5 Things I Know About Sleep Training

Portrait of a newborn baby boy sleeping in a white round crib

Sleep Training: Do you know anyone who has done it with their children? You may have a noticeable reaction when you hear the term. For some, the term “sleep training” immediately makes them think of “cry it out” methods that involve leaving a baby unattended for hours, crying until they are purple in the face and passing out from exhaustion. That sounds scary, and indeed cruel.

For a sleep deprived parent in survival mode and at their wit’s end, it may mean something different. But sleep is surprisingly a taboo subject that often plays into our expectation of mothers in particular to be martyrs. For struggling parents, this means they may find it difficult to talk to anyone about what they are going through and their dreams for their family to happily sleep through the night and thrive during the day.

The good news is that sleep training does not equate to leaving an infant or child unattended for hours and overly stressed or distraught. As a sleep coach, here is what I know:

  1. There are many methods of sleep training out there to choose from. What works for some families may not work for you and your baby. Each family has its own rhythm, dynamic, and circumstance under which they thrive. For most if not all, getting enough sleep is necessary if they are to function and live a life of possibility and not just survival. Every family will have their own routine and arrangement that suits their ability to sleep well. This might mean sleep training isn’t needed in your family! If your family is sleeping and thriving, you most likely don’t need to change anything.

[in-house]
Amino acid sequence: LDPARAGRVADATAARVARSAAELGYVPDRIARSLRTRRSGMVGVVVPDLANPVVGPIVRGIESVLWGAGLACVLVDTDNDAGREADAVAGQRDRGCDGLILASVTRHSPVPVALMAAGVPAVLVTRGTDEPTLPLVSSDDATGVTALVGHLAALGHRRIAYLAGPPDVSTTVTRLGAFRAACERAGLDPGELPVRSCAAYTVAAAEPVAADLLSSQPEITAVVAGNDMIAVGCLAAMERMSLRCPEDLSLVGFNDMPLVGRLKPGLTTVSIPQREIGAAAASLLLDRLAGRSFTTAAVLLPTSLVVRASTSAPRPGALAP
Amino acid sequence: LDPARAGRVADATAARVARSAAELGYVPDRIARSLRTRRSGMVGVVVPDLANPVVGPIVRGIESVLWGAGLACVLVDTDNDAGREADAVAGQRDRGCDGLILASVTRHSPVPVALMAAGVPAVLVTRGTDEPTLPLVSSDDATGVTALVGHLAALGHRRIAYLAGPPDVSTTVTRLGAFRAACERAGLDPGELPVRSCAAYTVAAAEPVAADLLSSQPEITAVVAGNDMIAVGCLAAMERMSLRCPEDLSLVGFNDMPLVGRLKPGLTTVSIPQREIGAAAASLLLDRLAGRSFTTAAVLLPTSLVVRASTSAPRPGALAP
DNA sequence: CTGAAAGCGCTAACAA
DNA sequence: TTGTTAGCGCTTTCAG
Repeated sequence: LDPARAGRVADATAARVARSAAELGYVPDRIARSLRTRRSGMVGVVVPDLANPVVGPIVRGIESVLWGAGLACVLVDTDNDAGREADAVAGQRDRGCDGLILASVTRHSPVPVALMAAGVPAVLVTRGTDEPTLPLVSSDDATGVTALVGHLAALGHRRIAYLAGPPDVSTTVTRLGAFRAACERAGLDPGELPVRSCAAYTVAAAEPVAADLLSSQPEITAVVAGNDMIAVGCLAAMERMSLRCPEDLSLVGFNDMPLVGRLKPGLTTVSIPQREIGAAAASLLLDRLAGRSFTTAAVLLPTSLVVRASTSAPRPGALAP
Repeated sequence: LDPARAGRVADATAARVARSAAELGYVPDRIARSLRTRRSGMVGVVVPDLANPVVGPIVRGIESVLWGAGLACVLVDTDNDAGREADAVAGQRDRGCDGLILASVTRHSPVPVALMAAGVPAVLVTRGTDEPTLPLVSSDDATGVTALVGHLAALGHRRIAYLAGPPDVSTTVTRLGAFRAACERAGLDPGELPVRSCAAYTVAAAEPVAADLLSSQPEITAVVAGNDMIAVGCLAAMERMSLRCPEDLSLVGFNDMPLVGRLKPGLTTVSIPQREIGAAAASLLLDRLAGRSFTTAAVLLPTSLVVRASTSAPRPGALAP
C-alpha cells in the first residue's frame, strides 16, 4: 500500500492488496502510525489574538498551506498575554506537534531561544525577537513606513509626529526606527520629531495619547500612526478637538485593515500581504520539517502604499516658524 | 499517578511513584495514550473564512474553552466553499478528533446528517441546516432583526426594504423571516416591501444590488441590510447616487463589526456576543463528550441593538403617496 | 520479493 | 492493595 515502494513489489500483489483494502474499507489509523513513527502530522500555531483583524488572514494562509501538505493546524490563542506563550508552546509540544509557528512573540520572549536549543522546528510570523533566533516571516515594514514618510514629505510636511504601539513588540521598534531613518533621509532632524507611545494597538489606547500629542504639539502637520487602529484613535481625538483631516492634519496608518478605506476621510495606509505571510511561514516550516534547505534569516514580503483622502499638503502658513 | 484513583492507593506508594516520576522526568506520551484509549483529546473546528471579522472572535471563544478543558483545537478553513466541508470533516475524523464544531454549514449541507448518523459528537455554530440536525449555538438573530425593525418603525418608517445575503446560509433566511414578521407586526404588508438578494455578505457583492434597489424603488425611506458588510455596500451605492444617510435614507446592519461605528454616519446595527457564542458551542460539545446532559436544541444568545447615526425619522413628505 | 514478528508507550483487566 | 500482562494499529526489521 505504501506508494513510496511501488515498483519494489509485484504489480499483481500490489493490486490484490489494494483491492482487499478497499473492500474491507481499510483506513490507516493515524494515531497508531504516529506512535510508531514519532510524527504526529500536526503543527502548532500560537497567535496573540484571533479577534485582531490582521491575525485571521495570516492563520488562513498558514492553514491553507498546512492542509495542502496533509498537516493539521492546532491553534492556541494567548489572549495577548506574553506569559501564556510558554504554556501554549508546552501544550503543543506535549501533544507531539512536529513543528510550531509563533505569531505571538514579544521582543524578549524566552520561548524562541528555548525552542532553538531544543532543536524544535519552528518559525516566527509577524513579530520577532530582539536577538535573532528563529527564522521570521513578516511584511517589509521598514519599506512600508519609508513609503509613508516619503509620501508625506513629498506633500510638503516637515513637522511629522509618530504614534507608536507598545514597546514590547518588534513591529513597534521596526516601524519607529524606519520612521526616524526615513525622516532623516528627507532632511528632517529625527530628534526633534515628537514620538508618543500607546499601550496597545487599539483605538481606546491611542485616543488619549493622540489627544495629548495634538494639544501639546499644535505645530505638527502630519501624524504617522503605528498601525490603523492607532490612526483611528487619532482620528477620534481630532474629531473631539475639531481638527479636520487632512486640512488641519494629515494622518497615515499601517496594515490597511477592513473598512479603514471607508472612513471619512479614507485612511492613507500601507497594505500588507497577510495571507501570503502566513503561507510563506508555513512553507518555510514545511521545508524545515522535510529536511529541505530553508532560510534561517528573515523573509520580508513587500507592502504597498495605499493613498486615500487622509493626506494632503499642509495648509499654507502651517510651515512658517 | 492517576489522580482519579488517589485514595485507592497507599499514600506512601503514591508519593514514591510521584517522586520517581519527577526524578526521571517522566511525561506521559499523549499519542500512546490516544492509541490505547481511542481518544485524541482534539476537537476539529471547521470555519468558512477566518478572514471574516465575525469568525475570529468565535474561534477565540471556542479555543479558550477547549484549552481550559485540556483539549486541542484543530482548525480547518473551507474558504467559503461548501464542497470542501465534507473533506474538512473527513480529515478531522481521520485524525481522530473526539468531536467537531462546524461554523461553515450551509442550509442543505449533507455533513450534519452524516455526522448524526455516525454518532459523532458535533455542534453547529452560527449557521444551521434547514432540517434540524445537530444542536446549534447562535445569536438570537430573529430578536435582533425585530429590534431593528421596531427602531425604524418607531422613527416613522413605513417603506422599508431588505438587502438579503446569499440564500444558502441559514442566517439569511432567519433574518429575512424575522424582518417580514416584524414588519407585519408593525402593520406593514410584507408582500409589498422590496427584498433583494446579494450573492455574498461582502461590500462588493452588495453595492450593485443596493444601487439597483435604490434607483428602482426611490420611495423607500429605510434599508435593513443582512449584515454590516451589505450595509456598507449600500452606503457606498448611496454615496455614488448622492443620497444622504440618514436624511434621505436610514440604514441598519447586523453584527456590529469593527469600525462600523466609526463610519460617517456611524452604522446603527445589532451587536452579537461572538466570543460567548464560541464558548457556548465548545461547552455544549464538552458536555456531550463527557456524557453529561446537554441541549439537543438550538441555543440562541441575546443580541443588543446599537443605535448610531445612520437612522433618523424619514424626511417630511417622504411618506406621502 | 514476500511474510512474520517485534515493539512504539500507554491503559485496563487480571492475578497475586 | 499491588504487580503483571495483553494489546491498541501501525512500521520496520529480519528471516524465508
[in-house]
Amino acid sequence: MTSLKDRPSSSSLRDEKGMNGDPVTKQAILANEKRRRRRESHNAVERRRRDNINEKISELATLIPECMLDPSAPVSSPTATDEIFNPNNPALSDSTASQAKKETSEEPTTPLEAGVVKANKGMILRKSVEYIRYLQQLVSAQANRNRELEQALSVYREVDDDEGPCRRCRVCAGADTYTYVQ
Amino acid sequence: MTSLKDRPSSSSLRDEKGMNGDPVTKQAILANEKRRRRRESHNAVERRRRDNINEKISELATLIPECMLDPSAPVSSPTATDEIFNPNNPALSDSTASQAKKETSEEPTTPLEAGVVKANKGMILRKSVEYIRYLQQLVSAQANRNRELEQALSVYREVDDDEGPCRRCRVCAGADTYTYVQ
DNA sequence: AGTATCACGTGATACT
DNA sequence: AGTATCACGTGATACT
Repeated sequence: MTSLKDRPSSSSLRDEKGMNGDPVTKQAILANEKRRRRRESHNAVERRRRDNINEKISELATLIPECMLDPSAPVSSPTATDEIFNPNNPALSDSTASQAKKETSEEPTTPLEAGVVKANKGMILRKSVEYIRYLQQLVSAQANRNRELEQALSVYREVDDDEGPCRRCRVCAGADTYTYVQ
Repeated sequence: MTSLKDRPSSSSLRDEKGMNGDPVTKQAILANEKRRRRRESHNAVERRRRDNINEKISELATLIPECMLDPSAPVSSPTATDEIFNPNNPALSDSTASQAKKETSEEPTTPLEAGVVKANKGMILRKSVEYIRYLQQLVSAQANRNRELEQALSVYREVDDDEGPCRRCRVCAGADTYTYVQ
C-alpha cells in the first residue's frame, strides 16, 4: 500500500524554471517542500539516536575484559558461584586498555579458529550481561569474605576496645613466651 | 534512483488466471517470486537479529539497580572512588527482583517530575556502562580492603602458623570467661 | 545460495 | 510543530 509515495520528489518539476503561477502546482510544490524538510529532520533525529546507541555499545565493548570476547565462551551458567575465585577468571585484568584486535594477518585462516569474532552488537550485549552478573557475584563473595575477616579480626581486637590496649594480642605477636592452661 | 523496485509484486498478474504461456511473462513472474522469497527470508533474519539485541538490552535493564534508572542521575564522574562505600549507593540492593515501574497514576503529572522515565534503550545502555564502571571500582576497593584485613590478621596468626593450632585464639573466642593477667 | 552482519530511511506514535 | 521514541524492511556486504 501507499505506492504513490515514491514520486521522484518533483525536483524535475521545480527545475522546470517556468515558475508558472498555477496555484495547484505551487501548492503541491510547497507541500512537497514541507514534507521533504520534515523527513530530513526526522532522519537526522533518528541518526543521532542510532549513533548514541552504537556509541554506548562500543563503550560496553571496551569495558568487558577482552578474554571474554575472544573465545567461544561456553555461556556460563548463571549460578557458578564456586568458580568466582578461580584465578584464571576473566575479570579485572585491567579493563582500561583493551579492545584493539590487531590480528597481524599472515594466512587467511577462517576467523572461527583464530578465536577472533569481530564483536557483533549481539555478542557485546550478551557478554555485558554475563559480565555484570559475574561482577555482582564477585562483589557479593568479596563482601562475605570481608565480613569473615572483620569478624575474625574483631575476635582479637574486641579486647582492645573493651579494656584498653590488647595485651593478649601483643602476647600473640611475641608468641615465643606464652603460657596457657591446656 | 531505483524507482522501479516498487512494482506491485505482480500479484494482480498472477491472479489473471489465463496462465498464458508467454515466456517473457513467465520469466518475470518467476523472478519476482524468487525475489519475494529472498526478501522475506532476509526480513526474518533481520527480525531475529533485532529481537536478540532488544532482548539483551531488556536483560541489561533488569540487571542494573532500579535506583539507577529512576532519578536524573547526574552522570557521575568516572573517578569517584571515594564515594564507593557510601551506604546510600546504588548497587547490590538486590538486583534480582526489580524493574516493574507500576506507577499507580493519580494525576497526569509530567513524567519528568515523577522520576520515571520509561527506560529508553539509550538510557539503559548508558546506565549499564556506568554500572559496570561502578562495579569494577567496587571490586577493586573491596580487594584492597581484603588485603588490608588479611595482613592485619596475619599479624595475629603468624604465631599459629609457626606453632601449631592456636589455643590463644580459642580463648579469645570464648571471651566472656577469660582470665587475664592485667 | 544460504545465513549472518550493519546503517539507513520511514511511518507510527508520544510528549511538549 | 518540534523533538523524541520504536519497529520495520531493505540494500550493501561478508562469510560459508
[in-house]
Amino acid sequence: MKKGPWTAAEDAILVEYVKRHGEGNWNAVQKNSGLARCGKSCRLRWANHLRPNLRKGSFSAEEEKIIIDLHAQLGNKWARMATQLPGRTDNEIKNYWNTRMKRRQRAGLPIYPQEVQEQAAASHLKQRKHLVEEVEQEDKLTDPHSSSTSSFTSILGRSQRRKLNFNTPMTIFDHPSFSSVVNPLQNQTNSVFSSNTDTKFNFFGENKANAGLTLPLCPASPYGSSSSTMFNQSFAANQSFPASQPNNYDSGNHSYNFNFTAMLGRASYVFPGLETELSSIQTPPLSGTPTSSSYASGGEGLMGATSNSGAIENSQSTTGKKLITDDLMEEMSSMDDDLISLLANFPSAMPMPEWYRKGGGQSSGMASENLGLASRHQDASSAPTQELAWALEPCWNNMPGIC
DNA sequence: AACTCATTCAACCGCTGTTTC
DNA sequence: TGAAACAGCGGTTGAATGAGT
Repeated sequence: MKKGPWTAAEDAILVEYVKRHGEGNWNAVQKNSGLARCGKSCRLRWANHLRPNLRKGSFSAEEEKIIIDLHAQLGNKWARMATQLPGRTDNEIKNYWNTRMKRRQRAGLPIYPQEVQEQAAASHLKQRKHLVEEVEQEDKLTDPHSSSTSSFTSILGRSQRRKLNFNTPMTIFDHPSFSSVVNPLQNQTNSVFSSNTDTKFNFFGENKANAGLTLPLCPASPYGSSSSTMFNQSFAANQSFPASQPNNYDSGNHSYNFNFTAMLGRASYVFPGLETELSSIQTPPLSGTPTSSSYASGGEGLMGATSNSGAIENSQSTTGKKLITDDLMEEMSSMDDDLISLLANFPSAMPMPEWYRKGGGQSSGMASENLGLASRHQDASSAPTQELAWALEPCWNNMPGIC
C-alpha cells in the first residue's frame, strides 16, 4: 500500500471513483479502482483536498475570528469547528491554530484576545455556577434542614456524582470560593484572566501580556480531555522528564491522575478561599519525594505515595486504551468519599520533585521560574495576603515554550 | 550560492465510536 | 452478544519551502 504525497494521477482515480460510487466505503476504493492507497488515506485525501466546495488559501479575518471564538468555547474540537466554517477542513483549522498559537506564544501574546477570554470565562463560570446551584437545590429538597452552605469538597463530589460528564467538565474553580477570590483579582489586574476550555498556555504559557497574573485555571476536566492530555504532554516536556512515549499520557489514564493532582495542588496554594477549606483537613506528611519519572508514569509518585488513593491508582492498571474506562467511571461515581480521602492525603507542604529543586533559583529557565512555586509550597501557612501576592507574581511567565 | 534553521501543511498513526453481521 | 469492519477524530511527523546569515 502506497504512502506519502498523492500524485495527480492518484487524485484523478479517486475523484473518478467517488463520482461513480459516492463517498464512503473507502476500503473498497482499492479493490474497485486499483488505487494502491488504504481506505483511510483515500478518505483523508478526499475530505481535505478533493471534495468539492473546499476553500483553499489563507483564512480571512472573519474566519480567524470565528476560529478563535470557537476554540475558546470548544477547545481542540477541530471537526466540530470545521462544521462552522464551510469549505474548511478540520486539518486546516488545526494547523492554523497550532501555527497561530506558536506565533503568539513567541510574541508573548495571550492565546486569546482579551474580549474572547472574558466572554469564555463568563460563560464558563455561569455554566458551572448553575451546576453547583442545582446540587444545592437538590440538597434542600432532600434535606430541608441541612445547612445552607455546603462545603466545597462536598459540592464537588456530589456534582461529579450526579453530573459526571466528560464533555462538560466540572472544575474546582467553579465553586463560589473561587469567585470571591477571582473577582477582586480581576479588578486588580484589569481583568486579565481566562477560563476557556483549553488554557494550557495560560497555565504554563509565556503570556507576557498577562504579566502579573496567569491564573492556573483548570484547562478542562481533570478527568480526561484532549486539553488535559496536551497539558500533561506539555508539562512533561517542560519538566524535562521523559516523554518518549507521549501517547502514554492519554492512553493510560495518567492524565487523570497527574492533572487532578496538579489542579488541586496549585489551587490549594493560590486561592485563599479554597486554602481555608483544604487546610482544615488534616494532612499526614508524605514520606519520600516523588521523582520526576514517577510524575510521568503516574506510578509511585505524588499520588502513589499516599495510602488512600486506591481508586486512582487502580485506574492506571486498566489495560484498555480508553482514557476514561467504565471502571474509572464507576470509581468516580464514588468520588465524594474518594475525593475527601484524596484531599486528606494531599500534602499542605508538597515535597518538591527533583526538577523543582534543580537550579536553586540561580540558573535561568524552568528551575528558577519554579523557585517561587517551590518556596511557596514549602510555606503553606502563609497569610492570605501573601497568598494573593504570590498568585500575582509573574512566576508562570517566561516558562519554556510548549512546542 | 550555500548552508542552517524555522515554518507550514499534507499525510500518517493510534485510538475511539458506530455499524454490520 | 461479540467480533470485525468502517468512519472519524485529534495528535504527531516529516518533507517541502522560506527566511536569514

2. The parents must be ready and committed to sleep train. Your baby may be developmentally ready, but if you are not, attempting to sleep train will only cause unnecessary stress and disruption. Sleeping arrangements are a deeply personal aspect of our day, and change can be emotionally challenging. If you are not confident in your intentions and actions, your baby can sense in your interactions that you are uneasy or distressed.
  3. Parents must be consistent in their routine. Inconsistency is confusing for babies. When a baby is learning to fall asleep on their own and fall back asleep without assistance between sleep cycles, disruption can actually make the process harder and more frustrating for them.
  4. All care givers in your baby’s life must be on board. This includes you and your partner or spouse. Just as it is important that grandparents, your nanny, or your daycare abide by your child’s dietary restrictions that you have set for them, it is important that they are able to be consistent with your choices for how and when your baby naps during the day and sleeps at night.
  5. Teaching a baby to fall asleep and go back to sleep on their own is a skill that will serve them for their entire life. It might be surprising to you that many babies actually need help learning how to fall asleep without assistance. Some simply do it, but for parents who have babies or toddlers that don’t, nights and days can quickly become taxing. If babies are not getting enough sleep, they are not only tired and cranky during the day, but they are not getting all they need for healthy brain development. When parents don’t get enough sleep, they are not only less likely to be productive and happy during the day, they are also at higher risk for postpartum mood disorders.

Have questions? Exhausted and unsure what your options are? Apply for a complimentary sleep assessment.